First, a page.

AFL coaches association chief executive Danny Frawley says clubs risk burning out their assistant coaches if they ignore new findings on stress levels.
AFL-funded research released on Wednesday found 98 per cent of assistant coaches experienced high psychological distress.
And on average, they did not want to stay in the industry for more than six years.
Frawley said when he became Richmond’s head coach in 2000, there were 46 assistant coaches AFL-wide.
Now there are 150, each working an average 70 hours per week in-season, and Frawley said the pressure had grown while the prospect of becoming a head coach had shrunk.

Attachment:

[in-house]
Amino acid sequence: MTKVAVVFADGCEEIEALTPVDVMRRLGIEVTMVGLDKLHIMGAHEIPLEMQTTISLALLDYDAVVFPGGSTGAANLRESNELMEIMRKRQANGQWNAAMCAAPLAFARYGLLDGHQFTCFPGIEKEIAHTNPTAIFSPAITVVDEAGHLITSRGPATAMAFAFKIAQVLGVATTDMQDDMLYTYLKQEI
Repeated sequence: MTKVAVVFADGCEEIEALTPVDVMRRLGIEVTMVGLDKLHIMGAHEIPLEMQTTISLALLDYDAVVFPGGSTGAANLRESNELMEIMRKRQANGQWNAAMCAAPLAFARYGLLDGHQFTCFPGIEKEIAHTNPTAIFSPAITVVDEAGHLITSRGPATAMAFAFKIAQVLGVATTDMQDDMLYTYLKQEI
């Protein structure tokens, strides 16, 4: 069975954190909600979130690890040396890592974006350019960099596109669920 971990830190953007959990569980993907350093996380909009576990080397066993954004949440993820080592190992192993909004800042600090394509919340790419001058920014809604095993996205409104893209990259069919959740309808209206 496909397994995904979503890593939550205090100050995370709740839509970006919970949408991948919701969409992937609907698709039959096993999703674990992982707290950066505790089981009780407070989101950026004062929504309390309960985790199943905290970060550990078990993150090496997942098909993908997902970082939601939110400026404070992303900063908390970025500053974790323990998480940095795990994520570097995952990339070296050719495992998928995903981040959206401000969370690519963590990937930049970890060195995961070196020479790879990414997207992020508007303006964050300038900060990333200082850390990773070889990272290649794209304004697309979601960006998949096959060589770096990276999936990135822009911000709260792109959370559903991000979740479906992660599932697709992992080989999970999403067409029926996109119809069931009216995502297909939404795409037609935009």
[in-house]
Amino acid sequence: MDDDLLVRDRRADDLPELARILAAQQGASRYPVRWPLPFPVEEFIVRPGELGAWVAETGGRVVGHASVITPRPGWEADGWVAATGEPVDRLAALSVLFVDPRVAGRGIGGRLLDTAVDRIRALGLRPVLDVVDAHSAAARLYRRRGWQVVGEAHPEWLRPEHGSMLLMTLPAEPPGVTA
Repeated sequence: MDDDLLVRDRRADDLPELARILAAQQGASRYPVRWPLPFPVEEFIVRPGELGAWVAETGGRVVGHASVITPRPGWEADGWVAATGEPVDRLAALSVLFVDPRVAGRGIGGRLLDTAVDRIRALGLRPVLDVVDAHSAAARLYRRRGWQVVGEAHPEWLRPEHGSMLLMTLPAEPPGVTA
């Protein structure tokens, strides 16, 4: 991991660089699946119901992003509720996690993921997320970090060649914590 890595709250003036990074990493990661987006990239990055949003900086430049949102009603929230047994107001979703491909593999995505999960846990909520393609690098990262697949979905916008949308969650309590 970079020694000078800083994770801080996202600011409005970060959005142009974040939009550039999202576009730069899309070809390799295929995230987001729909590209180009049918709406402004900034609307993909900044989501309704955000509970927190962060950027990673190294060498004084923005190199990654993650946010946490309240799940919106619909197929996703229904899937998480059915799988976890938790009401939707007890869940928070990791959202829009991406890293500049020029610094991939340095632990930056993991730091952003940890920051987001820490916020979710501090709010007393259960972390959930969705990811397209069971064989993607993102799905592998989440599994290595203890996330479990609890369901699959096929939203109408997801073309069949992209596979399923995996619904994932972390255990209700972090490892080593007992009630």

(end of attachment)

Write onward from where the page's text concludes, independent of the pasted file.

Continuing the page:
“Now the aim is to educate clubs on the fact you’ve got some really good people here, we don’t want a burnout factor,” Frawley told reporters.
Carlton assistant Alan Richardson said he hoped the findings would prompt clubs to give coaches more career development and family time.
“It’s such a fantastic job, but there are real stresses,” he said.
“If the managers understand that and can look for opportunities to give us the time to do our own professional development or, when the time is right, to spend a little bit more time with your family, that would be a real win.”
The AFLCA also announced a new position of career and professional development manager, enabled by increased AFL funding.